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Apr 5

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  • russophile2002
    +PAX April 5, August 5, December 5 Chapter 53: On the Reception of Guests Let there be a separate kitchen for the Abbot and guests, that the brethren may not
    Message 1 of 1 , Apr 5, 2003
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      April 5, August 5, December 5
      Chapter 53: On the Reception of Guests

      Let there be a separate kitchen for the Abbot and guests,
      that the brethren may not be disturbed when guests,
      who are never lacking in a monastery,
      arrive at irregular hours.
      Let two brethren capable of filling the office well
      be appointed for a year to have charge of this kitchen.
      Let them be given such help as they need,
      that they may serve without murmuring.
      And on the other hand,
      when they have less to occupy them,
      let them go out to whatever work is assigned them.

      And not only in their case
      but in all the offices of the monastery
      let this arrangement be observed,
      that when help is needed it be supplied,
      and again when the workers are unoccupied
      they do whatever they are bidden.

      The guest house also shall be assigned to a brother
      whose soul is possessed by the fear of God.
      Let there be a sufficient number of beds made up in it;
      and let the house of God be managed by prudent men
      and in a prudent manner.

      On no account shall anyone who is not so ordered
      associate or converse with guests.
      But if he should meet them or see them,
      let him greet them humbly, as we have said,
      ask their blessing and pass on,
      saying that he is not allowed to converse with a guest.

      REFLECTION

      I am living proof that, when a monastery has to, it can get by with
      less than a guestmaster "possessed by the fear of God." Some
      days, "impressed by the fear of God" is about the best I can pull
      off. There are other days when I take comfort in the fact that all
      the Holy Rule really says about the guest house itself is that there
      be a sufficient number of made-up beds and a kitchen of its own,
      because frills beyond that are not likely to be forthcoming! But I
      digress...

      Asking that the house of God be prudently governed by the prudent
      surely applies to more than the guest house. That principle goes for
      the whole monastery, as well as for the families and homes of those
      monastics in the world outside the cloister. This is not just another
      call to frugality or economy or order for their own sakes. We are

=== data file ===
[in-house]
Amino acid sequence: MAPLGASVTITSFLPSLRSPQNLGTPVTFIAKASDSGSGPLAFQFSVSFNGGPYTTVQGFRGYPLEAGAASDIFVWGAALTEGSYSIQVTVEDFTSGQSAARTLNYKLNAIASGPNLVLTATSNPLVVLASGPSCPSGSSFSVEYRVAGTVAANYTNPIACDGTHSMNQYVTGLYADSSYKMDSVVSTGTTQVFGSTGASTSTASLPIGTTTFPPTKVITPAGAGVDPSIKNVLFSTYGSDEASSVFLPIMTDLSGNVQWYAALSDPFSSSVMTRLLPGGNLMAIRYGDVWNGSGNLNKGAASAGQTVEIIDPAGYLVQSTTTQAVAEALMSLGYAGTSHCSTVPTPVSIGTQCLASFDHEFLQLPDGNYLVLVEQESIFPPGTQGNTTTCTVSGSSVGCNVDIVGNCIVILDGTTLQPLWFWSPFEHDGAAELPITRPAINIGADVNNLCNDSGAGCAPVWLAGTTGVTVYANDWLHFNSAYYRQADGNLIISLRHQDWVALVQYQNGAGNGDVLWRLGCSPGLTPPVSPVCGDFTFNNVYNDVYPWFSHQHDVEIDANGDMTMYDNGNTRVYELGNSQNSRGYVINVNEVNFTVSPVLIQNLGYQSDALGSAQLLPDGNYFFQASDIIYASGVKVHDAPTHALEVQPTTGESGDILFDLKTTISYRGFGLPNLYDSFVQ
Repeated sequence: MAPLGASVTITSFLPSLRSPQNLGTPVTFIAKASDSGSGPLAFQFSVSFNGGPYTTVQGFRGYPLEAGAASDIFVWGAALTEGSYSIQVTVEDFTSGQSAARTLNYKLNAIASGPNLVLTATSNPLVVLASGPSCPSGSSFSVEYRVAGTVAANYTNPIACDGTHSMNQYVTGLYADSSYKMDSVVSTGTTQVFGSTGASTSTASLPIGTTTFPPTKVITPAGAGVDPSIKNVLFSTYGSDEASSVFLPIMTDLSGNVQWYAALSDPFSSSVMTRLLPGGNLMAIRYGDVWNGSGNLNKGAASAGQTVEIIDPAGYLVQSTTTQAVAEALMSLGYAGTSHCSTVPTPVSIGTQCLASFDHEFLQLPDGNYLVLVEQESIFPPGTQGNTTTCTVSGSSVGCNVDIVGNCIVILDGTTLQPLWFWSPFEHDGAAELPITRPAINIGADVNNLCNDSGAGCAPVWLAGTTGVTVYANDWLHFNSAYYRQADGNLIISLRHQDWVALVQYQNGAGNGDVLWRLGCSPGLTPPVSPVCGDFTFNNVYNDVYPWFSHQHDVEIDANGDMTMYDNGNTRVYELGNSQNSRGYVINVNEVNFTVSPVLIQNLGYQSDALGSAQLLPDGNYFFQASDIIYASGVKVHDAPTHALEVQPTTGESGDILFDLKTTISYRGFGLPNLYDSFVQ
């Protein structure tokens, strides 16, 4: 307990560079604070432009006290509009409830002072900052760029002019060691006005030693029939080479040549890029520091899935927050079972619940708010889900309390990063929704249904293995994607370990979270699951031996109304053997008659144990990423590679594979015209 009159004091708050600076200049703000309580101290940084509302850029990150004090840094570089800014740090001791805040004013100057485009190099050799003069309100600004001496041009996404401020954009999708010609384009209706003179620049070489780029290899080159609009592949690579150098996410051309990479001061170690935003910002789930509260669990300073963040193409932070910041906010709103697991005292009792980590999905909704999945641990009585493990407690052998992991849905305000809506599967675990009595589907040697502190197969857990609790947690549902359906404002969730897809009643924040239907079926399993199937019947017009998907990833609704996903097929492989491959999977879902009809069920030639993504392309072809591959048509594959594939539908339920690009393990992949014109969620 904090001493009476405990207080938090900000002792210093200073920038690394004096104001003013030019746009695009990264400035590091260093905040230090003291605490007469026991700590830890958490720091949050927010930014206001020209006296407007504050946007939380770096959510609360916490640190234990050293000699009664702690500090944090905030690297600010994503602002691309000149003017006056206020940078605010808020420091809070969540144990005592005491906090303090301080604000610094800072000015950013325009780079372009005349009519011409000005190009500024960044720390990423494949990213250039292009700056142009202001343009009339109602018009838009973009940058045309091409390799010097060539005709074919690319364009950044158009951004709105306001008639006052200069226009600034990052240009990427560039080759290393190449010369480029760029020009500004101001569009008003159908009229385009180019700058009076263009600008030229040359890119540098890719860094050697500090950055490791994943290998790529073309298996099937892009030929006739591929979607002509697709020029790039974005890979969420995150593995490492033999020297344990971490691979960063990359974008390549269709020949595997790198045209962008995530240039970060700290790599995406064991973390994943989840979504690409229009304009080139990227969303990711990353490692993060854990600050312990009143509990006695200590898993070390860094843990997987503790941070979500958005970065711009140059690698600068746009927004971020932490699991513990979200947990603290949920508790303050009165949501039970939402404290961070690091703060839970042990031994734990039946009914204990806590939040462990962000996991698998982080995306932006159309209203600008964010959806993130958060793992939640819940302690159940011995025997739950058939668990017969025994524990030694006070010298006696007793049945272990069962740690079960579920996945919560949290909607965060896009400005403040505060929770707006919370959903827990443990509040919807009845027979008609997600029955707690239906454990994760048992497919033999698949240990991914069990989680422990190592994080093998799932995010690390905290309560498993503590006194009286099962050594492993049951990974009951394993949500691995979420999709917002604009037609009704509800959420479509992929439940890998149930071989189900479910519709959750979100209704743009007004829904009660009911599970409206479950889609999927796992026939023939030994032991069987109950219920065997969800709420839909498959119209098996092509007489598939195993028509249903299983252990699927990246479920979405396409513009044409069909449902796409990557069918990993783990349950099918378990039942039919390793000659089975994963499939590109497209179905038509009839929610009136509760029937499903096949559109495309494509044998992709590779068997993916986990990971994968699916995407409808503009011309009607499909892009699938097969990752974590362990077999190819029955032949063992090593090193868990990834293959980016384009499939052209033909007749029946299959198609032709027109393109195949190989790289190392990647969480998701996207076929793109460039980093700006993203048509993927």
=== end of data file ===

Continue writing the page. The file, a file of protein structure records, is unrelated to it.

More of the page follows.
Benedictines, we don't do ANYTHING for its own sake, except God!

      The whole idea of balance and peace and moderation and serenity is
      nothing more or less than a singular setting for a pearl of very
      great price. We need those things for our monastic struggle to be
      most effective. Sometimes a surgeon might have to operate on a bloody
      battlefield, but don't be surprised if infection follows. It's the
      same with us and dysfunctional, imprudent messes. We CAN operate
      there if we have to, but infections are likely. We need a certain
      amount of reduction of inconsequential hassles to focus on the one
      thing necessary. St. Benedict strives to provide us with that. No,
      the monastery is not a sterile surgical suite (and I always worry
      when one looks that way!) but neither is it an ill-housed flock of
      free range chickens. Show me a monastery or home that has become a
      zoo and I can guarantee you there will be a LOT of spiritual
      ramifications, as well.

      We are not necessarily Thomists (though if memory serves me properly,
      our Order conducted some of St. Thomas Aquinas' early schooling,) but
      we can surely affirm that "peace is the tranquility of order." St.
      Thomas' view of the virtues is important to us, too, imbued with the
      principles of Aristotle: "Virtus in media stat." Virtue stands in the
      middle way. What could be more Benedictinely moderate and balanced?

      It must be clearly remembered that when we speak of "prudence", we
      speak of a virtue, a thing of holiness and a golden mean. Not for
      nothing did our contemporary language get the unlovely title
      of "prude" from the same root. All manner of foolish timidity,
      cowardice, stinge and hearts-by-Frigidaire prudishness have been
      falsely named prudence. Prudence is not and never can be a wicked
      thing. Prudence, real wisdom, is a thing always to be desired. False
      prudence, on the other hand, of which there is sadly no shortage, is
      a thing always and everywhere to be rejected. Give such people a lot
      of room. False prudence and meanness of spirit, whatever else they
      may be, are windows into one's heart. The view is not always lovely
      and may require a lot of prayer, but one is better off to never
      follow such a troubled person. Just be kind and very, very careful!

      Love and prayers,
      Jerome, OSB
      jeromeleo@... St. Mary's Monastery
      Petersham, MA
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